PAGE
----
Posts Tagged ‘Gray Jay’

Throwback Thursday: Whisky Jacks

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Wednesday, November 7th, 2012
Gray Jay

Gray Jay © Lu Giddings

There is no such thing as Indian Summer at eleven thousand feet. There is life and then, with the storms, there is the long, long sleep from which a few warm days can neither revive nor rescue. The sun is shining brightly but the breeze, when it blows, has teeth. There are a few holes in the snow blanketing the ground, but the next storm will mend these and the earth beneath will slumber, shrouded in ice, until June. During the few warm months montane birds abound, but they now are mostly gone. The year-long residents remain. An American Three-toed Woodpecker drums on a nearby spruce. Mountain Chickadees squabble in the vicinity. A Common Raven flies overhead while Clark’s Nutcrackers call in the distance. I sit atop a picnic table beneath an azure sky, bundled in down, relishing the bits of life that remain, like sitting with a dying friend as he gasps his few last words.

There is a rustle in a nearby fir. I am being watched. Carefully, moving as little as possible, I nonchalantly flick a few cashews to the ground at my feet. It does not take long. A blur darts out of the tree as a gray jay descends upon the nuts. I watch it pack one, then two, and finally three cashews in its mouth. It cannot completely close its bill but it flies determinedly away. It soon returns, with friends, and as I continue to toss nuts and pieces of cracker to the ground I find myself in the midst of a group of nine or so of the brazen beggars. Gray Jays are well known, and deservedly so,  for their unabashed audacity. For over a century the birds have been denominated in both the avian and popular literature as “camp robbers,” “meat birds,” “grease birds,” “meat hawks,” “moose birds,” “lumber jacks,” and “venison hawks.” To an unknown tribe of Native Americans they were “wis-ka-tjon,” which was anglicized to “Whisky John” and later corrupted to “Whisky Jack.”

This reputation is well deserved. I have watched their kleptomania in the past and today is no different. I do not throw my offerings fast enough to the ground to keep the birds happy and they manifest their annoyance. On three occasions as I am looking one way, a gray jay comes from my blindside, flies straight at my head, and brushes me with its feathers as it passes. Their boldness emboldens me. I stop throwing nuts to the ground, pour several in my hand, and rest it on the table top.  The assaulters pause briefly and then one glides to the table’s edge, hops across to my hand, takes two nuts, and flies unhurriedly away. A second bird quickly replaces it at the edge. Hopping across to my hand, it briefly scorns the nuts. Instead, it bites down impertinently on my finger, tugging several times before it relents and settles for cashews. The experience is surprising, not painful. And yet, I am not surprised in the least. The ability to thrive in this beautiful but hostile place is not simply a function of physical adaptation, but a matter of moxy as well.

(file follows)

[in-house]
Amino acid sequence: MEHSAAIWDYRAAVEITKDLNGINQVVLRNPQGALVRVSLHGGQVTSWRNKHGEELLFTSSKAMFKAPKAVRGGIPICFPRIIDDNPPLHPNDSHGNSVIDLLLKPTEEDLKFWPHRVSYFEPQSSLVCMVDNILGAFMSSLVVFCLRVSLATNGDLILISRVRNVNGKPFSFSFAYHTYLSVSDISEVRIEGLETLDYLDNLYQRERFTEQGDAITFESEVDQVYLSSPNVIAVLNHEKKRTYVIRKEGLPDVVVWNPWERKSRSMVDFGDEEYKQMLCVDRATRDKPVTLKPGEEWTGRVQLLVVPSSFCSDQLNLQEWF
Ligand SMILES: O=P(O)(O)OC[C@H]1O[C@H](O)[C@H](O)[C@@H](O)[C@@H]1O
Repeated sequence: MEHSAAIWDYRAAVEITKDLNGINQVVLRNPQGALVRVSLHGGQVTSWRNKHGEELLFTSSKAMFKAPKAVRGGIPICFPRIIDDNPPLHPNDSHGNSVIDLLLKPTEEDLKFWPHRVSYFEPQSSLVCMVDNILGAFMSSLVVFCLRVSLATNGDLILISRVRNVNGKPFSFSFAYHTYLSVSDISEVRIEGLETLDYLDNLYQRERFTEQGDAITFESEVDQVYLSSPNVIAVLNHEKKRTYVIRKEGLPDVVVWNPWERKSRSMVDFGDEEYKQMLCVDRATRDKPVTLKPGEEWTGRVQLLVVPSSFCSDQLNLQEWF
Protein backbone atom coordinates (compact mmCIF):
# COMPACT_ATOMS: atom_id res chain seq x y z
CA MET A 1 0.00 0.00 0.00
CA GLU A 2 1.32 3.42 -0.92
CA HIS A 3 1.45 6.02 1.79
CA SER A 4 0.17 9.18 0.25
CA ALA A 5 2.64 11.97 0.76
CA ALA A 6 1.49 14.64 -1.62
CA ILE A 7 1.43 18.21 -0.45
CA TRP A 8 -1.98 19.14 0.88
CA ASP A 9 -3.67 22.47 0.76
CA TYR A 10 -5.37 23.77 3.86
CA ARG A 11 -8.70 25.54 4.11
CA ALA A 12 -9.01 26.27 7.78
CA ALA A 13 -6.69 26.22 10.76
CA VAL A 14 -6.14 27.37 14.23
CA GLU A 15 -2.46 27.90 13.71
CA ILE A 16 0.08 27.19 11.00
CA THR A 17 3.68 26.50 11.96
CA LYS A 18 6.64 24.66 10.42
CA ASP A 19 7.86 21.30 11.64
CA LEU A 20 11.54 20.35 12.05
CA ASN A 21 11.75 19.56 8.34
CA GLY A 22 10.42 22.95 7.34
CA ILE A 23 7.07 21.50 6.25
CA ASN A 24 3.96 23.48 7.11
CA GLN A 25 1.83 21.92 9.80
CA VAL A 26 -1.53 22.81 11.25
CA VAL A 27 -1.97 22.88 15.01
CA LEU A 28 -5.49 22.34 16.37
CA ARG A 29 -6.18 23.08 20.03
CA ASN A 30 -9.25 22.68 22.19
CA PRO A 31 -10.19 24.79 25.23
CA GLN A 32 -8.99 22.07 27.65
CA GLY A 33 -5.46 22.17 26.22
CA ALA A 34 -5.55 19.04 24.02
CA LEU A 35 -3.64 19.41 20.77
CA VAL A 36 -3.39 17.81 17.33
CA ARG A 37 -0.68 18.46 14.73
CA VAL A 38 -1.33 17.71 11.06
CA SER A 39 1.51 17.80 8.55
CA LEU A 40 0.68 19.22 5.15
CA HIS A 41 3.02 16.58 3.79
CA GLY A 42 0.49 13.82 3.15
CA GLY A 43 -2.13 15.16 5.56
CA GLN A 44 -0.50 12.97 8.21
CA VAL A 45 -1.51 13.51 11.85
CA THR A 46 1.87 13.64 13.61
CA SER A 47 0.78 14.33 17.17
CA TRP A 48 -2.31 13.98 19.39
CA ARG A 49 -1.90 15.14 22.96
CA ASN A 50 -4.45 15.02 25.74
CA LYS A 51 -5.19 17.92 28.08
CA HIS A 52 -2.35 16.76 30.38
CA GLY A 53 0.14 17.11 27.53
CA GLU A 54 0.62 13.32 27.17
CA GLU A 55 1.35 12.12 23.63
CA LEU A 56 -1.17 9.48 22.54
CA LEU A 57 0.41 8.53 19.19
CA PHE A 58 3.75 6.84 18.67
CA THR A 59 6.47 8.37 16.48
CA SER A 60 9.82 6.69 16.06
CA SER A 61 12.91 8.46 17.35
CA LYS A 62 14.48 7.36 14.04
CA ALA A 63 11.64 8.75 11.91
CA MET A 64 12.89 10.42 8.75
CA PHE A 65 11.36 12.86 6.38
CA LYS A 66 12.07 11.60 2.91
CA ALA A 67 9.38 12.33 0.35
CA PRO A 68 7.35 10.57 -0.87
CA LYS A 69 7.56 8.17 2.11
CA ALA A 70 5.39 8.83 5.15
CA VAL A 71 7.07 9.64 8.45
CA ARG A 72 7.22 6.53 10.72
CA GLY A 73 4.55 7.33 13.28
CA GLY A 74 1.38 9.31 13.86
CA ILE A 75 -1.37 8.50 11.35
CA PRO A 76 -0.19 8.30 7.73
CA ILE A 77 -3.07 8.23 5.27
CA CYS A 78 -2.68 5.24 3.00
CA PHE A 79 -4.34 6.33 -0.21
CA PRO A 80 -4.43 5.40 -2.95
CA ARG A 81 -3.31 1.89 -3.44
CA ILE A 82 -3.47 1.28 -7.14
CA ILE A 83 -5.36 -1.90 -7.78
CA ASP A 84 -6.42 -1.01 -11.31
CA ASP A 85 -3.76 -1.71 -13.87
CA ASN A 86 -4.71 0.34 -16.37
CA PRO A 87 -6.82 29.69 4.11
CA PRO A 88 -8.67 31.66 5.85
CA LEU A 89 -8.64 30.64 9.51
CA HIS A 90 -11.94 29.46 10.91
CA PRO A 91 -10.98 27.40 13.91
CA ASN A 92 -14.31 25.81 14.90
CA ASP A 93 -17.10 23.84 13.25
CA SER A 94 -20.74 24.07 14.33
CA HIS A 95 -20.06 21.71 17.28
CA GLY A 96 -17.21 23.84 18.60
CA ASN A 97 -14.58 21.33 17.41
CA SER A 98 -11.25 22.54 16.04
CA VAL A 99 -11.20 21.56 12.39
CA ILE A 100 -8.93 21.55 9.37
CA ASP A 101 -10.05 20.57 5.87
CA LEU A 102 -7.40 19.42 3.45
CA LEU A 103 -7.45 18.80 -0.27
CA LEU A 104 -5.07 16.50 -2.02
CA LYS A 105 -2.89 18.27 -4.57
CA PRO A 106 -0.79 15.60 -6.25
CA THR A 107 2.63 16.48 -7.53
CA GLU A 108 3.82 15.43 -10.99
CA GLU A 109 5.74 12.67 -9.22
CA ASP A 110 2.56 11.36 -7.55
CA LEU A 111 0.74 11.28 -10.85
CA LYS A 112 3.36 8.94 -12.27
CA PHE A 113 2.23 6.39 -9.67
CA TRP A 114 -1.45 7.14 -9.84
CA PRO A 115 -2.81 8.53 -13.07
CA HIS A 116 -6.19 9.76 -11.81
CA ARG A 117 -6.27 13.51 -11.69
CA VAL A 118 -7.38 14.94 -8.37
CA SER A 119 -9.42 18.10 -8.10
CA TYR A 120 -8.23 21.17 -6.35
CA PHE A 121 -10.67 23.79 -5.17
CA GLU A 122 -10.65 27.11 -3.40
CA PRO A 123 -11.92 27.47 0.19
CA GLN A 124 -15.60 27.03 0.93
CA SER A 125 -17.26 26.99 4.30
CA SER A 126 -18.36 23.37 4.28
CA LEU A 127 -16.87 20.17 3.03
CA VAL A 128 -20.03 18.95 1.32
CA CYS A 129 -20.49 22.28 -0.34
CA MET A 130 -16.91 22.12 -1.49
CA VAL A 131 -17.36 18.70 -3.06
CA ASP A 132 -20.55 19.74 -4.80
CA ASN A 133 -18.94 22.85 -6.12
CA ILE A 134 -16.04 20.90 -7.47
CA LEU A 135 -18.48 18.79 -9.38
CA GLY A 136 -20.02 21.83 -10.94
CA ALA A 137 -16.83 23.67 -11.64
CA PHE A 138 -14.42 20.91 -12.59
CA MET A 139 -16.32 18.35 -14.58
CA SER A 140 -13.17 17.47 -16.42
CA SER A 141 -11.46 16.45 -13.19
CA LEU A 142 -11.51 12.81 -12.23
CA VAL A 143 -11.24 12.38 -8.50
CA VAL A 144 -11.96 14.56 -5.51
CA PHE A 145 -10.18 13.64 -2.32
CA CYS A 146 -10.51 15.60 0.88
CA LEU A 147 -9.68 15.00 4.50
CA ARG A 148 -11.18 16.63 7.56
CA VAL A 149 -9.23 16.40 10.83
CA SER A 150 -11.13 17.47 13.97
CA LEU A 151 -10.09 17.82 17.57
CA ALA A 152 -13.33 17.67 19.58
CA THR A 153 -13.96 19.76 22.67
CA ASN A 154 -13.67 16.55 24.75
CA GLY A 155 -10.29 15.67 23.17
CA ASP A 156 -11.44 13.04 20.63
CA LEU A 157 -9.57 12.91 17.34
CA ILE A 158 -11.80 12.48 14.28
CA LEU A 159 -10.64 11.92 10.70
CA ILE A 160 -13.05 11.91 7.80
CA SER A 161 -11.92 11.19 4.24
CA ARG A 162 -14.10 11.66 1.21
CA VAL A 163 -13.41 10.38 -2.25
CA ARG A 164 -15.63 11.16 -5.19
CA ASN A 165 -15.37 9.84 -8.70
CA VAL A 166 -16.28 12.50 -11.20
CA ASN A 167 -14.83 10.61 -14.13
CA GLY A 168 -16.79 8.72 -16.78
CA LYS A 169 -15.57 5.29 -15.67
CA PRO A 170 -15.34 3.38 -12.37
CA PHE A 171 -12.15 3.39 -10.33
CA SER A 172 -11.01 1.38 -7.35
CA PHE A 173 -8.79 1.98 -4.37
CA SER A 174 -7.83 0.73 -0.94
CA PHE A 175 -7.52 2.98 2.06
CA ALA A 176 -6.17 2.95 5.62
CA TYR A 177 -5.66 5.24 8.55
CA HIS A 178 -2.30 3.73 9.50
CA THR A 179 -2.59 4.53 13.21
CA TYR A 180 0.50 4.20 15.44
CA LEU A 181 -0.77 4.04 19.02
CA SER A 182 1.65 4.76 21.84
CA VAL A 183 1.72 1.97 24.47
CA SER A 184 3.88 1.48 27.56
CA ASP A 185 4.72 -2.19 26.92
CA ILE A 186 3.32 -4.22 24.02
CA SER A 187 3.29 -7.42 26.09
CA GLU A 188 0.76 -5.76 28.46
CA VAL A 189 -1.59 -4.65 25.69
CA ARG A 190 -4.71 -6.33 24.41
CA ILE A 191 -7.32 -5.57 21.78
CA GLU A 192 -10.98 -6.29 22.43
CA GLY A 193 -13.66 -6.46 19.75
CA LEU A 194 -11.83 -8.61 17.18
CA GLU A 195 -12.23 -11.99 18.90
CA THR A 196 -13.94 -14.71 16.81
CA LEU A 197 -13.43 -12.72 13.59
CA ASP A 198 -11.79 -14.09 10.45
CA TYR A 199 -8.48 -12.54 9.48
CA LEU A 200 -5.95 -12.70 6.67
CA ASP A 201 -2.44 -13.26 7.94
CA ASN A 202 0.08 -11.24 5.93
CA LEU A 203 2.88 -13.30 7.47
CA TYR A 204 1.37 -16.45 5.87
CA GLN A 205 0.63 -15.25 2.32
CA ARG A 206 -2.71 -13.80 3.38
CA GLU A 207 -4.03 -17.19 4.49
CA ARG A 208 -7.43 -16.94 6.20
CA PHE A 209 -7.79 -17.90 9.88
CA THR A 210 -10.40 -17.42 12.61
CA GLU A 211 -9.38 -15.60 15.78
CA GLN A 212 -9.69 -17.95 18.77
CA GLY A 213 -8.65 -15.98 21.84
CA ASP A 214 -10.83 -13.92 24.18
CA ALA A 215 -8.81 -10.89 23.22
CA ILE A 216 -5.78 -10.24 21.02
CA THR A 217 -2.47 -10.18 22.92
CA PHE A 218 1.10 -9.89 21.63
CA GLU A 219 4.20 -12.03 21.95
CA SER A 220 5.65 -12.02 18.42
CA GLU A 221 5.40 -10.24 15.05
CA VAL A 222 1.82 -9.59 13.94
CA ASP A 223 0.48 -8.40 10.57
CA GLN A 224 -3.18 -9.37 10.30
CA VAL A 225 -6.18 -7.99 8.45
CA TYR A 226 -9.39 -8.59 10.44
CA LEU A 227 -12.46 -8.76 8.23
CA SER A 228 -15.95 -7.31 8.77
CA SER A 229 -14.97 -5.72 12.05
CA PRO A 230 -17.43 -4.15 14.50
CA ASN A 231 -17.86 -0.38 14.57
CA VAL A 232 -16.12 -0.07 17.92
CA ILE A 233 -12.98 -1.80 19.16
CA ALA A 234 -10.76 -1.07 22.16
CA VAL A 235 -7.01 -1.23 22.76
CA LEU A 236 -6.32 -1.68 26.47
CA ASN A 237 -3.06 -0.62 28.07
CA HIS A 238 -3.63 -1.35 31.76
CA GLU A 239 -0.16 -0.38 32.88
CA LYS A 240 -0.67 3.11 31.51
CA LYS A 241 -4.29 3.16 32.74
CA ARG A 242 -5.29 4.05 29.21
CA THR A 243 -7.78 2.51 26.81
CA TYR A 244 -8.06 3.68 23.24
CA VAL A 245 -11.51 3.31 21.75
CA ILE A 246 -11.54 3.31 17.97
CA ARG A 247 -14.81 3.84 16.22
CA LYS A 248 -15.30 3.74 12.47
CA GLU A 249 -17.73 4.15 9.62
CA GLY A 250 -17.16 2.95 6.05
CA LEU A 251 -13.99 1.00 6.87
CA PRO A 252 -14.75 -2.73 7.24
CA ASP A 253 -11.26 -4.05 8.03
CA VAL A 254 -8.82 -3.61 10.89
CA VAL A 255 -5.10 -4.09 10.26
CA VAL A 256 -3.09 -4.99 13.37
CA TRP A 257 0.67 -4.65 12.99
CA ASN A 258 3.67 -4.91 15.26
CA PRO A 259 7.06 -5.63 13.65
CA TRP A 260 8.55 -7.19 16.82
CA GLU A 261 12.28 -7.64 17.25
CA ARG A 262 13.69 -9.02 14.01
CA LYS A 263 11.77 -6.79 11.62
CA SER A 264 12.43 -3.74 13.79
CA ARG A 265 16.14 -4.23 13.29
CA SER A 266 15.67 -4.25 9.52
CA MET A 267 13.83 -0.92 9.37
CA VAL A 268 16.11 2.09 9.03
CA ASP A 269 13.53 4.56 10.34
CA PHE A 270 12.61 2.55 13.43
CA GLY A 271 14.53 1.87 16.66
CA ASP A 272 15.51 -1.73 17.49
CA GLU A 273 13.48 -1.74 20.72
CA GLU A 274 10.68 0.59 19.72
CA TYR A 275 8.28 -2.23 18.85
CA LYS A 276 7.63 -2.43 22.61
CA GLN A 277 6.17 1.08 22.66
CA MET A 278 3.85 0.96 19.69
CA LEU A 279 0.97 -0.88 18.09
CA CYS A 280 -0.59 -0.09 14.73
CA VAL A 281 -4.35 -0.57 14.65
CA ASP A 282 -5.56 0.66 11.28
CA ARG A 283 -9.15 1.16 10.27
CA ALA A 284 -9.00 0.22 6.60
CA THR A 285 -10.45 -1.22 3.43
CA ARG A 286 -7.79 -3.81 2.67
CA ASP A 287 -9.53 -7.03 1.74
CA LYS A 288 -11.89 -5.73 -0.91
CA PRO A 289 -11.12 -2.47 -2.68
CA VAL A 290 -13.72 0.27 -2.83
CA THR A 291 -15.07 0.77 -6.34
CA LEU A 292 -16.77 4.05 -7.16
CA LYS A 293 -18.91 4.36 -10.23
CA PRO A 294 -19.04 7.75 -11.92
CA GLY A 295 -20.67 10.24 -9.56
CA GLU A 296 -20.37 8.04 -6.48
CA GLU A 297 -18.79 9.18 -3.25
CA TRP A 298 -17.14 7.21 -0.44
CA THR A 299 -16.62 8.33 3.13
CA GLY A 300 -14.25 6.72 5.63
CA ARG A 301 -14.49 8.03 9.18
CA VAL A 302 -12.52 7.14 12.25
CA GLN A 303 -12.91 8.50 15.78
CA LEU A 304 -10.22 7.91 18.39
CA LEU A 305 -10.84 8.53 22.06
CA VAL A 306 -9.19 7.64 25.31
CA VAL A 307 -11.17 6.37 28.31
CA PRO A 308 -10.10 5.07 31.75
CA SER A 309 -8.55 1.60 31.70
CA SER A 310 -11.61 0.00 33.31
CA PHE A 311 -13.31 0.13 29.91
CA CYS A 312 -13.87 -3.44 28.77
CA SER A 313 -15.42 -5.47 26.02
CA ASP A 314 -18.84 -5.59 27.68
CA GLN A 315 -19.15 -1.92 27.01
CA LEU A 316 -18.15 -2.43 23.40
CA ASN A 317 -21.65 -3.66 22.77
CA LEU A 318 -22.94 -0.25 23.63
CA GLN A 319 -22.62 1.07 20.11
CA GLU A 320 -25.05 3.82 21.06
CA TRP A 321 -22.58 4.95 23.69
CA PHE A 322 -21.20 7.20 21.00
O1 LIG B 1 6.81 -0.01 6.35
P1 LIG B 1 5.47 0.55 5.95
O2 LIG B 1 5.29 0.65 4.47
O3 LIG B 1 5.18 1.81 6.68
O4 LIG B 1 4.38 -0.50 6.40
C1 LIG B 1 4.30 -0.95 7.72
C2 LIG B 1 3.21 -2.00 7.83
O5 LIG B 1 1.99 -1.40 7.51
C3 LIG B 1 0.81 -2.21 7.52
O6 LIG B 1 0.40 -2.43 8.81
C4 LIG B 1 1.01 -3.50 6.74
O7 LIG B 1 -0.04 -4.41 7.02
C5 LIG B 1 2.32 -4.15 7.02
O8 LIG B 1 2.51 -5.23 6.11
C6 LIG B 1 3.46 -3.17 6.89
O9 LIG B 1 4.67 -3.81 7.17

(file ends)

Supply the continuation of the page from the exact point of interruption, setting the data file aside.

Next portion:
The Cunning Corvidae

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Thursday, March 15th, 2012

Common Raven by Jack Ballard

The exodus of migratory species substantially reduces the number of birds available for observation during the winter months here in the northern Rocky Mountains. However, while some species are absent during the snowy season, others are actually more visible. Such is my experience with members of the corvid clan such as Common Ravens, Gray Jays and Black-billed Magpies.

Among birds, the corvids are the whiz-kids. Last fall, I tacked a piece of suet from an Elk I was butchering to an aspen tree, hoping to attract some fat-loving birds such as Northern Flickers or Downy Woodpeckers. Within an hour the morsel attracted the attention of a Black-billed Magpie with exceptionally long tail feathers. Five months later a single Magpie appearing to be the same individual occasionally visits the tree. At times it peers in my window, seemingly begging for another morsel.

Black-billed Magpie by Jack Ballard

Far from unusual, this Magpie’s memory of a fleeting, but highly desirable food source is in keeping with its kind. Members of the corvidae family have demonstrated memory of cached food items a full nine months after hiding them. In tests of spatial intelligence, the ability of corvids exceeds most mammals, including dogs and cats. In fact, the problem-solving abilities of corvids are thought by many biologists to be on par with apes.

Just for fun, this morning I put a small scrap of stew meat in a crotch in the aspen tree. How long do you think it will take Mensa Magpie to find it?